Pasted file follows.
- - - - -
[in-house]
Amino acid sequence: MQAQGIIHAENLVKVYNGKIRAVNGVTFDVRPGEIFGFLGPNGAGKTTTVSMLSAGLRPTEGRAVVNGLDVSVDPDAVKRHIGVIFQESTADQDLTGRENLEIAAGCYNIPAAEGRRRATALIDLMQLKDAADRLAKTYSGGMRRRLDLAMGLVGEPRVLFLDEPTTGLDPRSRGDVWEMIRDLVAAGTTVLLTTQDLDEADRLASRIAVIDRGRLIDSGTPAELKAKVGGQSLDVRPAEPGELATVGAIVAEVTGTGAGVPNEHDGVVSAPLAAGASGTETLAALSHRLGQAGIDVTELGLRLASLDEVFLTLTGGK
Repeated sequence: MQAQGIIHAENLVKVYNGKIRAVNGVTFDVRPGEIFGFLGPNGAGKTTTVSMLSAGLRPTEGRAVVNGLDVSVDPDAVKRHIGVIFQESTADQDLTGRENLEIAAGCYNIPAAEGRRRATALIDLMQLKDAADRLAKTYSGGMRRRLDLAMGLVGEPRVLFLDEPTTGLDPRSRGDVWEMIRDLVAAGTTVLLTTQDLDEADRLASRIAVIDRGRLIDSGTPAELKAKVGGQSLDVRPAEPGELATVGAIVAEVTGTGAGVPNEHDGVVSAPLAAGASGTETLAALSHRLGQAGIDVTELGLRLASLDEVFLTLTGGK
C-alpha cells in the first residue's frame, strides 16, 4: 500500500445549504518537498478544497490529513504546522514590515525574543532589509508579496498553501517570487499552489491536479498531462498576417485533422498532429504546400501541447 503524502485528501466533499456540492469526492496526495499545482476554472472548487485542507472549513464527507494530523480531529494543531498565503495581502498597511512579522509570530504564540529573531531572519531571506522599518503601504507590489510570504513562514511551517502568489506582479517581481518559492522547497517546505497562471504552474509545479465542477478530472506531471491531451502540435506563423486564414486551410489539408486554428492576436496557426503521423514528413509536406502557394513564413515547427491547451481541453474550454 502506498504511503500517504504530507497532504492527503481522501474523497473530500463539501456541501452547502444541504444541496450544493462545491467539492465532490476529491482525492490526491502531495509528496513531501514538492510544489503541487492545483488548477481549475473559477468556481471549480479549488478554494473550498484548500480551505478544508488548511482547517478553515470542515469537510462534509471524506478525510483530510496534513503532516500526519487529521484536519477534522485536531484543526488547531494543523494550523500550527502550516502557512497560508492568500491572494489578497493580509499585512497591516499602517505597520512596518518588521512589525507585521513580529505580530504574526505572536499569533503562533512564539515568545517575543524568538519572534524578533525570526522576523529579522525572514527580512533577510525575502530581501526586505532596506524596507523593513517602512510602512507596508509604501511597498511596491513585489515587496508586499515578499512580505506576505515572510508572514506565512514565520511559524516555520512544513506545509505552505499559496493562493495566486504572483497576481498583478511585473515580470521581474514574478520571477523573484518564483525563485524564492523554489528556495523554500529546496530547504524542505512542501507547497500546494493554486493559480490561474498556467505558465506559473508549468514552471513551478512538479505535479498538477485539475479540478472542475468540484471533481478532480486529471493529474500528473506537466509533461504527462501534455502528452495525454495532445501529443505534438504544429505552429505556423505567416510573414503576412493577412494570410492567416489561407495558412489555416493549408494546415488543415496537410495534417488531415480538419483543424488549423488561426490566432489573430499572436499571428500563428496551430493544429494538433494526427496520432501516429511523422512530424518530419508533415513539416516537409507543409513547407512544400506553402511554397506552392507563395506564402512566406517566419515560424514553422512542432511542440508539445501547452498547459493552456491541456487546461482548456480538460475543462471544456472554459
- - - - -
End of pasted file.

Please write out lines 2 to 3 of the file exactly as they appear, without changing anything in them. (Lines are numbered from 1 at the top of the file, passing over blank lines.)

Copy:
Amino acid sequence: MQAQGIIHAENLVKVYNGKIRAVNGVTFDVRPGEIFGFLGPNGAGKTTTVSMLSAGLRPTEGRAVVNGLDVSVDPDAVKRHIGVIFQESTADQDLTGRENLEIAAGCYNIPAAEGRRRATALIDLMQLKDAADRLAKTYSGGMRRRLDLAMGLVGEPRVLFLDEPTTGLDPRSRGDVWEMIRDLVAAGTTVLLTTQDLDEADRLASRIAVIDRGRLIDSGTPAELKAKVGGQSLDVRPAEPGELATVGAIVAEVTGTGAGVPNEHDGVVSAPLAAGASGTETLAALSHRLGQAGIDVTELGLRLASLDEVFLTLTGGK
Repeated sequence: MQAQGIIHAENLVKVYNGKIRAVNGVTFDVRPGEIFGFLGPNGAGKTTTVSMLSAGLRPTEGRAVVNGLDVSVDPDAVKRHIGVIFQESTADQDLTGRENLEIAAGCYNIPAAEGRRRATALIDLMQLKDAADRLAKTYSGGMRRRLDLAMGLVGEPRVLFLDEPTTGLDPRSRGDVWEMIRDLVAAGTTVLLTTQDLDEADRLASRIAVIDRGRLIDSGTPAELKAKVGGQSLDVRPAEPGELATVGAIVAEVTGTGAGVPNEHDGVVSAPLAAGASGTETLAALSHRLGQAGIDVTELGLRLASLDEVFLTLTGGK